There is a wide range of insurance options available for your iPad. You can choose to pay a higher premium of $12 per month for three months, then $24 per month after that from Asurion, a device insurance specialist, or you can opt for a more affordable option starting at about $4 per month from an all-purpose insurer like Progressive or Allstate.

With a $50 deductible, Progressive will insure you against theft, vandalism, power surges from lightning, liquid submersion, and unintentional damage. Costco sells Allstate insurance plans with no deductibles, however they do not cover theft or loss.

Even while Asurion costs a lot more, it protects almost all of the equipment in your house, including your iPad. It offers you limitless photo and video storage along with protection against drops, spills, and theft.

And there’s AppleCare Plus, of course. With unlimited claims for unintentional damage, Apple will replace or repair your iPad, battery, Apple Pencil, Apple iPad keyboard, and your included USB cable and power adapter. The only costs associated with this service are a $49 fee for iPad repairs and a $29 fee (plus tax) for Apple Pencil or iPad keyboard replacements.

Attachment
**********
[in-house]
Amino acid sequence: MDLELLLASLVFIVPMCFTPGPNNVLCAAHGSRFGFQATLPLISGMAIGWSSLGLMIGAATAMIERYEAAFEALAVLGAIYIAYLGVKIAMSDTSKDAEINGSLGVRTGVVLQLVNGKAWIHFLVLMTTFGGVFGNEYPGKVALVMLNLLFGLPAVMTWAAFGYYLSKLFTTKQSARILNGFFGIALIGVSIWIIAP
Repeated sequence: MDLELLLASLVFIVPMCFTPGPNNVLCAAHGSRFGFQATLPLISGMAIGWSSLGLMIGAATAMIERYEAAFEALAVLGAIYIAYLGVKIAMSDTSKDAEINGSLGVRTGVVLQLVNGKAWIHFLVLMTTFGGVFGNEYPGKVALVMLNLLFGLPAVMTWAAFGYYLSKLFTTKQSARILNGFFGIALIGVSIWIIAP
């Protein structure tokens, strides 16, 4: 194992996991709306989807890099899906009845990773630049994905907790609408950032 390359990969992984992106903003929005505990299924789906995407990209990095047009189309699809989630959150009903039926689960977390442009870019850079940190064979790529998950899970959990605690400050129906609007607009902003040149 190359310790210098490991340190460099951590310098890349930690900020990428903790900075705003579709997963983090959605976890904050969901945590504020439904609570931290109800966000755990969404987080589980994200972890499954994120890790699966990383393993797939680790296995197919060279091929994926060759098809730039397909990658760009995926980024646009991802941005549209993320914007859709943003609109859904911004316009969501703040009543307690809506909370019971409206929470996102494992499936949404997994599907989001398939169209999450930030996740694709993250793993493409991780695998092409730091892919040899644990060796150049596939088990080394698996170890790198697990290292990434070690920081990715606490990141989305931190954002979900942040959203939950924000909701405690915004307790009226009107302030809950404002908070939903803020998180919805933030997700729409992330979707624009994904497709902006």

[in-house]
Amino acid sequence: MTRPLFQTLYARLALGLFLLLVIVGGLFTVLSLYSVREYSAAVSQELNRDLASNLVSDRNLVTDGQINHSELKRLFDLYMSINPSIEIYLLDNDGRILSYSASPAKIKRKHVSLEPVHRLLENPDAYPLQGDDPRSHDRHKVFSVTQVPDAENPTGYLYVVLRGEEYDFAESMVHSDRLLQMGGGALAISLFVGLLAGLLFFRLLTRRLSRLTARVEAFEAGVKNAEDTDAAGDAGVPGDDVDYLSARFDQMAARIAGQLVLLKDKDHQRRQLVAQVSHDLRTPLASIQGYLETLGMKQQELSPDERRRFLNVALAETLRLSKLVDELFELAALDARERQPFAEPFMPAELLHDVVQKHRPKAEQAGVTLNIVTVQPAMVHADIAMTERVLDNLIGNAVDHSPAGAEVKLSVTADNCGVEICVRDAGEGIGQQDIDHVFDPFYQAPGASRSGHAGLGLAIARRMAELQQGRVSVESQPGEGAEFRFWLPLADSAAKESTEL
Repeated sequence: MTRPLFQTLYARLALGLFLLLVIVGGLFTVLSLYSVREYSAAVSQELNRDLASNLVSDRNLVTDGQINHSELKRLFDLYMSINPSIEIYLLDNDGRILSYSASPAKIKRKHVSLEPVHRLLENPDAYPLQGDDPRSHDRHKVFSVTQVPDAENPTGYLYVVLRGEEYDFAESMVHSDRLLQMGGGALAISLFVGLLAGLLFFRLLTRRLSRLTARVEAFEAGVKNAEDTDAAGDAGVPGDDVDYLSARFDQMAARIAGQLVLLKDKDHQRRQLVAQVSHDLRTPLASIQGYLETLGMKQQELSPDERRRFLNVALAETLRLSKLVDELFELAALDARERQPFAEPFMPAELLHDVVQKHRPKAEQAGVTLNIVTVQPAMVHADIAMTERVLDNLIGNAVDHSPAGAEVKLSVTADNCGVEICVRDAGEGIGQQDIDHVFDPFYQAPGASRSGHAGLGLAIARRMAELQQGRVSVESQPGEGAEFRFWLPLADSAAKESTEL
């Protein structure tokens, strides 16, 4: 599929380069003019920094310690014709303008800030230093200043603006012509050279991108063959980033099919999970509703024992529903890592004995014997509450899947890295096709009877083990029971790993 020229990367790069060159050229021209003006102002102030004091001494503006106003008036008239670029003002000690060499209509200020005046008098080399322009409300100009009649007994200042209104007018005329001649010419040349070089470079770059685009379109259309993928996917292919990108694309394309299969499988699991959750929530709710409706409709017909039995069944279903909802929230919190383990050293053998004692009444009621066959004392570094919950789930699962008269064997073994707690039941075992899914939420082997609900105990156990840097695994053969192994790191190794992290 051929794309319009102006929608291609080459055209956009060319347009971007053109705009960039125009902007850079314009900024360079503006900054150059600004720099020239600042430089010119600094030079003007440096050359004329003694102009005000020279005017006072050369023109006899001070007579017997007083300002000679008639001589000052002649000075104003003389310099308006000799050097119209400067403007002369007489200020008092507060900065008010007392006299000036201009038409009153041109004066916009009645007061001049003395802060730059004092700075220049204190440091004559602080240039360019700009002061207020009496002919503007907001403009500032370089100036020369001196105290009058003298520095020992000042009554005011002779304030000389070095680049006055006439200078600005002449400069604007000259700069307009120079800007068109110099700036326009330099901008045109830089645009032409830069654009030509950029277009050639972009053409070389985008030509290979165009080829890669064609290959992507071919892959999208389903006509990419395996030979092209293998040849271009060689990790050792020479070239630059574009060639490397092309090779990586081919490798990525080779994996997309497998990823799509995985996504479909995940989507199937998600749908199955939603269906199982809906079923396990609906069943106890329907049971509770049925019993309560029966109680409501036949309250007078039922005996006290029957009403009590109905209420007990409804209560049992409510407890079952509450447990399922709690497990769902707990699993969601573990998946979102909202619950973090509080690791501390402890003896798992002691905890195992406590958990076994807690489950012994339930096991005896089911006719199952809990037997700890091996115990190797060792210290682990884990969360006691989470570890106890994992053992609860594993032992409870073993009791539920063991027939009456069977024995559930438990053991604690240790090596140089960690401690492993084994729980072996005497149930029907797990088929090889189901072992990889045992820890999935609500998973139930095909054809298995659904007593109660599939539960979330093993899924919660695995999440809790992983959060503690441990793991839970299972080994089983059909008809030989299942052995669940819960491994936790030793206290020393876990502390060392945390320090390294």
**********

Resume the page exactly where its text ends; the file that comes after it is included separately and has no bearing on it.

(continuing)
Depending on the iPad model you own, AppleCare Plus costs vary: The iPad Air (5th generation) costs $4 per month or $79 annually; the iPad Pro 12.9-inch model costs $8 per month or $149 per year; the iPad Pro 11-inch costs $6 per month or $129 per year; and the iPad and iPad Mini cost $3.50 a month or $69 per year.

However, you can still avoid entering an Apple Store even if you do have Apple’s insurance: If your iPad is beyond repair, you may mail it back along with a pre-paid shipping box or get a replacement sent to you quickly.

Next time, think about getting a screen protector and a tough case.

In the event that your iPad purchase date was more than sixty days ago, AppleCare Plus will not be available to you. Additionally, you might want to think about making a one-time purchase of a robust iPad cover and a screen protector if you don’t want to pay for tablet insurance through those other choices.

I also carried out this action. You know, after breaking the screen and having to pay $100 to get it fixed?

Many excellent iPad cover alternatives are available on Amazon for less than $30, and they come in every possible color.

Just make sure the case you purchase fits the exact model of iPad that you own. And going forward, simply anticipate that you will drop your iPad or use it until the battery runs out, and when that happens, purchase a cover for it or obtain insurance as quickly as possible.